Rather, the people they resemble in this way are small children. It is thus one of their many Peter Pan-isms, something unexplainable by appealing to theories about their being feminized or hyper-masculinized. Instead they are infantilized. Little kids have so little experience with the real world that they are in a more frequent state of wonder than grown-ups are.

And that's especially true for the world of social interactions, where they're often unsure of how they're supposed to behave. When a social interaction is going along well, they're shocked and excited that they haven't messed it all up – un-self-conscious social interaction is not something they take for granted, being so immature. So they respond with more frequent surprised signals on their face. Omigosh, you mean I did it right?!?!?!!! Yay me!!!!

In such a context, gays even clap their hands excitedly more than normal men do, for the same reasons as they show the surprised face, again appearing like small children. The difference is that normal onlookers read their expressions as silly and airheaded instead of cute because they're so embarrassingly age-inappropriate. (Though of course plenty of fuck-ups collect faggots as friends because they find emotional stuntedness endearing.)

In a post to follow, I'll look more at their seeming inability to produce a joyous smile, it always being tinged with nervousness, surprise, anguish, and more rarely fear or disgust. Then I'll turn to their tendency to use the disgust face where normal people would use an upset face. The common theme will be Peter Pan-isms, and the emotional trainwreck that a child would turn into if forced to interact in an adolescent or adult social world. Pressure overload!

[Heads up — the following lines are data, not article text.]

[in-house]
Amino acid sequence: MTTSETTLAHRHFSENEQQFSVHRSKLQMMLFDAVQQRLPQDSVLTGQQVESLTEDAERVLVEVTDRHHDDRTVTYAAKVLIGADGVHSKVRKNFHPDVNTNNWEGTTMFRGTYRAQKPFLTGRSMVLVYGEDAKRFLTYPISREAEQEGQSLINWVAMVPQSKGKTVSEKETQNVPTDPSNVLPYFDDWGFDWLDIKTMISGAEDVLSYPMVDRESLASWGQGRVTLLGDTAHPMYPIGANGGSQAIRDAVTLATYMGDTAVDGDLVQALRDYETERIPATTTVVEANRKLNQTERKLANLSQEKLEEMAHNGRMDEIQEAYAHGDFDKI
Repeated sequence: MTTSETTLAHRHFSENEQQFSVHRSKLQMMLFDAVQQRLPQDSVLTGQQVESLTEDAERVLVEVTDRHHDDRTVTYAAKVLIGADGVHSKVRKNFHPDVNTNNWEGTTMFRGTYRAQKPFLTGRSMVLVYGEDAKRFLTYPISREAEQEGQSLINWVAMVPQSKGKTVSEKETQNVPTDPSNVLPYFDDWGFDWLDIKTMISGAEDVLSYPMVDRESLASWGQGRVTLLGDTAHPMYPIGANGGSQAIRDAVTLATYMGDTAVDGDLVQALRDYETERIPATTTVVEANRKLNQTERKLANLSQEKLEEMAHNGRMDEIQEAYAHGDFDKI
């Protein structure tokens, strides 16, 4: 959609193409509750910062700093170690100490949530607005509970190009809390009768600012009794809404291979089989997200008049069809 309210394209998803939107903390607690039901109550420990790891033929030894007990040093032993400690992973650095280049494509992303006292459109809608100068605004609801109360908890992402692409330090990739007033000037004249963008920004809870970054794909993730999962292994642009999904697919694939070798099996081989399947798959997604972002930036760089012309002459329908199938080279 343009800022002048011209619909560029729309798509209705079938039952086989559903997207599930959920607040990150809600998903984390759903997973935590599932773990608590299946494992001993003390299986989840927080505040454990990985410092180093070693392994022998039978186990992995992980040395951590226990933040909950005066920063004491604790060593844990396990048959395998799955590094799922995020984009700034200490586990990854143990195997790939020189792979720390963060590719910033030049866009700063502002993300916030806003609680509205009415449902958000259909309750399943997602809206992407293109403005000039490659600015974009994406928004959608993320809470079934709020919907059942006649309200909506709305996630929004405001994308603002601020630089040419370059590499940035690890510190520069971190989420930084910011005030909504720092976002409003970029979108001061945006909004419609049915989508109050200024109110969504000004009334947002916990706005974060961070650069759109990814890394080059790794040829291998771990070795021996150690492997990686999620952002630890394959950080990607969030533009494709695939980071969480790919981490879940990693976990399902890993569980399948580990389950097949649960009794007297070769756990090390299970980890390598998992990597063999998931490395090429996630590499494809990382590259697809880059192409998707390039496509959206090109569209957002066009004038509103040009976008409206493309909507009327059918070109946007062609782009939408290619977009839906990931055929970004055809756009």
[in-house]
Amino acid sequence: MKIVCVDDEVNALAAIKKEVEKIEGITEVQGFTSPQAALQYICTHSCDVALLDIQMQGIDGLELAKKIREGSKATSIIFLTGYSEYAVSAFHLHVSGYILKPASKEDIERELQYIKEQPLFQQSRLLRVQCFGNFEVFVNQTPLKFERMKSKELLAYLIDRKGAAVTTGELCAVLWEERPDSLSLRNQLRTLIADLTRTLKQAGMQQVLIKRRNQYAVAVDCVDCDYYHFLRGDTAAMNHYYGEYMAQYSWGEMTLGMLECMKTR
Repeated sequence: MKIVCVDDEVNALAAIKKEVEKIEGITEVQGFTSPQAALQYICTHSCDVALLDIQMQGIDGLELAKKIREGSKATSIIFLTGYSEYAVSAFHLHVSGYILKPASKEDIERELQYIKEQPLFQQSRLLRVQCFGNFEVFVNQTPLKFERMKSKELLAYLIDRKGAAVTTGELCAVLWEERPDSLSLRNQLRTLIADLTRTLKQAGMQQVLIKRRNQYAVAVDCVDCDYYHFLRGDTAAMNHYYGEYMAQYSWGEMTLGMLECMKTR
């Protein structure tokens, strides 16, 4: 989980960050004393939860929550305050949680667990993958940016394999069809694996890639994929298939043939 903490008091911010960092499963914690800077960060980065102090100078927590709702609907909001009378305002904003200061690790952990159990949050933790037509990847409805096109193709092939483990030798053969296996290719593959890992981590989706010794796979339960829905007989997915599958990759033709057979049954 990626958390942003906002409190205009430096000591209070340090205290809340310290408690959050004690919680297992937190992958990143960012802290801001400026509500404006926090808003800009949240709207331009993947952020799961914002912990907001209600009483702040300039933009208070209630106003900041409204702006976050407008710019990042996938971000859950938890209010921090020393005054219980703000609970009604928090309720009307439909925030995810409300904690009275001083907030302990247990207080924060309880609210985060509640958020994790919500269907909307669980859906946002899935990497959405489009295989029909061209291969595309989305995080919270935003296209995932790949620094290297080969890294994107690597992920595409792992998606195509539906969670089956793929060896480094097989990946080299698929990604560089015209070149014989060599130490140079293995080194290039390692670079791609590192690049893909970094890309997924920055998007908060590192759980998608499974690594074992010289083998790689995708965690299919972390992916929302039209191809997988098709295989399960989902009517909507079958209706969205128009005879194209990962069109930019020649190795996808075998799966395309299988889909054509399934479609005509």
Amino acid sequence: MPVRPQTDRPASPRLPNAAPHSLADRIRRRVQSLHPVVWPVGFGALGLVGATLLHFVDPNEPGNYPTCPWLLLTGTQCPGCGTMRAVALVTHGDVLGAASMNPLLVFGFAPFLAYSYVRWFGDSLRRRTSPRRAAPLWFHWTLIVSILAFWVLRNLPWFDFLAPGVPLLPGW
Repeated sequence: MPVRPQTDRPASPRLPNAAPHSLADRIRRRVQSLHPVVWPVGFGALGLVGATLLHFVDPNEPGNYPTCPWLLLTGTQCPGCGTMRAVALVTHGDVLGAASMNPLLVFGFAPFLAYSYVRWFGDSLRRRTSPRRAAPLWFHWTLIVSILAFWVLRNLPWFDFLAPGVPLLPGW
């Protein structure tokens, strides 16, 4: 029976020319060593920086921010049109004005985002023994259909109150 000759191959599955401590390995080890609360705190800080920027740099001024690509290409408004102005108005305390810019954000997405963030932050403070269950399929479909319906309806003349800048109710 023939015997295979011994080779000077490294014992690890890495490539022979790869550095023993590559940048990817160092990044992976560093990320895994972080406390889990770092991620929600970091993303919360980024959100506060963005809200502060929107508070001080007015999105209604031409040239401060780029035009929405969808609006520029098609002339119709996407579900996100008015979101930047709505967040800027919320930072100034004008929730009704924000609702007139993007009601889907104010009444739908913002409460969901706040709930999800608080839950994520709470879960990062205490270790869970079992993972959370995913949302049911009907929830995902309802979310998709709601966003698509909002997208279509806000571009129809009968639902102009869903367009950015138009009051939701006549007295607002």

September 20, 2012

Constrained emotion vs. unchecked reason in damage prevention

The other day during a BS session with my realtalk buddy, the topic came up of how intellectuals can support all kinds of destructive policies. I've been reading a book on the facial expression of emotions, so I just threw it out there -- maybe the cerebral types find no problem going for wacko stuff like that because they have low, almost minimal emotional reactivity.

First, here is a thorough post on the brains of liberals and conservatives. It's about a year old, but I doubt any more recent work will overturn what seems pretty solid so far -- that liberals have stronger analytical reasoning regions compared to conservatives, while compared to liberals conservatives have stronger emotional regions.

The author, a liberal, only sees the good side of the ability to generate propositions, forecast or deduce their likely consequences, and revise these in light of incoming information. And emotion is something that's only OK in small doses -- he issues the standard warning against emotion "getting in the way" of the reasoning process.

I searched the post and comments for "Damasio" and "Descartes" and came up empty. I realize that after awhile, all popular science books will see their take-home messages gradually evaporate, but I think that's especially true for Descartes' Error during the '90s through today (it came out in 1994). The upshot of his book is that emotion aids the decision-making process by attaching weights to the various outcomes that the analytical part can think up and forecast about. Neurological patients with defective emotional centers live incredibly screwed-up lives because they don't feel strongly to go this way or that, so they often decide on whim.